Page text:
April 6, 2023 10:41am by
Ever see those IR stories announcing a firm is “increasing its exposure” or “boosting our stake” or “unloading shares” in a given company?
Sounds like someone with more resources, insights, and connections KNOWS something about a stock that you do not. Should you then follow the recommended announcements?
Here is why: These posts seem to be a bizarre combination of public 13-F records scraping and AI; they look like they were designed to generate clicks rather than reflect honest investment recommendations. Seems more like spin designed to surface companies to generate recognition than anything substantive.
They are noise.
At least, that’s been my experience with these sorts of things. I see all of the Google News headlines about my firm and its employees; I read every article about everything we do as a company. We also have an outside PR firm and an internal CCO tracking every public statement we make. We have regulatory and compliance obligations around what we say and do in public, and we do our very best to make sure that what we put out is accurate.
But this sort “RWM is buying X and Selling Y” kinda stuff? It’s at best misleading, and at worst, it’s cynical and disingenuous clickbait. You should always steer clear of these sorts of junk stories.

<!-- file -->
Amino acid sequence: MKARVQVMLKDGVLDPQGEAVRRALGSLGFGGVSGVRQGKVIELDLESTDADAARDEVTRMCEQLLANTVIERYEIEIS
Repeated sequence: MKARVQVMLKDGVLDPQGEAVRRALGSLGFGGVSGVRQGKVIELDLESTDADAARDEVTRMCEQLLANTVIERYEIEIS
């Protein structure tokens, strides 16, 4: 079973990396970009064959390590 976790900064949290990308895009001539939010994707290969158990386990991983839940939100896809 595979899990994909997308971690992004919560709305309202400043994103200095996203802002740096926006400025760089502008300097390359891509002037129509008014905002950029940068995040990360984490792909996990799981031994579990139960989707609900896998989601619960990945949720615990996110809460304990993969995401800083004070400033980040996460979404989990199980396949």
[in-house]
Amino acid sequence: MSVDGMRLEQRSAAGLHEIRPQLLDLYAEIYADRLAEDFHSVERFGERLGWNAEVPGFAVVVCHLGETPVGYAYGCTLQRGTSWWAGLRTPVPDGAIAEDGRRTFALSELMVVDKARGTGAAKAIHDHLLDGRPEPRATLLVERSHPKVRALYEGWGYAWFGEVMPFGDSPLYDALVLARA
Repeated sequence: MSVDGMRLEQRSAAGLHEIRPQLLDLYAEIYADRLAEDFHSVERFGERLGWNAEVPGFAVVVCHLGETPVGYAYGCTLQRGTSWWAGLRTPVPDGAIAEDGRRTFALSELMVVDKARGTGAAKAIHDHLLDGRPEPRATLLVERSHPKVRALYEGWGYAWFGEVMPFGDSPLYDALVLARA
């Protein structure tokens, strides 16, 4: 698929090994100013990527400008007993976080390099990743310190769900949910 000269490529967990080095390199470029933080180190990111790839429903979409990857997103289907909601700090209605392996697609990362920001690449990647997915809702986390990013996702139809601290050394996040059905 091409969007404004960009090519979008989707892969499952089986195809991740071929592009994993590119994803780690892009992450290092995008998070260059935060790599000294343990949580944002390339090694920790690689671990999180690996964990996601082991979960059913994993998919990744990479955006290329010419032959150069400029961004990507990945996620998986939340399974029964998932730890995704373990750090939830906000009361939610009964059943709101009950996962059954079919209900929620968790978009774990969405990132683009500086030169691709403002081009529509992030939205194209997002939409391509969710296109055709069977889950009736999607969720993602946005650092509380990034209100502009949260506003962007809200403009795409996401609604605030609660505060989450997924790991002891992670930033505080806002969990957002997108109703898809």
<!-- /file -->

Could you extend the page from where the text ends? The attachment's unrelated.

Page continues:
RWM runs ~$3 billion in client assets. Our core portfolios are built from mutual funds and ETFs – we are not individual stock pickers. Hence, any suggestions that we are “upgrading” or “embracing” or “dumping” shares is inherently misleading. Yet that is what these releases imply to their readers.
We also have a large and active Direct Indexing program through O’Shaughnessy’s Canvas (now part of Franklin Templeton). Though direct indexing, we own the individual stocks that are in our portfolio mutual funds. Specifically, we own the exact same stocks those funds own, and in the exact same proportion.
Direct indexing allows RWM clients to do all sorts of interesting things by owning shares individually; They can:
– Tax loss harvest very efficiently;
– Eliminate overconcentration in sectors related to their income;
– Tilt holdings towards specific factors (value, small cap, etc.);
– Remove companies from their portfolios that do not reflect their personal values.
We have a substantial amount of capital in direct indexing, and so it is easy to skew a news story from the public filings of holdings to make it look like we have an investment thesis on a given company.
But as the Chief Investment Officer of RWM, I can assure you that it is utter nonsense.
We have not “Acquired an Impressive Position in Acacia Research.” Rather, the holdings parallel the mutual funds clients own. No, we did not “Acquire Stake in Limbach Holdings, Inc. Amidst Impressive Earnings Growth;” I have no idea what Limbach Holdings is or whether its earnings are impressive or not; We have never so much as mentioned the company in our investment committee meetings. And we surely have not thought about “purchasing a new stake in Eni S.p.A. (NYSE:E)” – but since the mutual funds we own have, so too, have our direct indexing clients. As best as I can tell, however few shares of Campbell Soup we hold are decidedly not “Making Headlines.”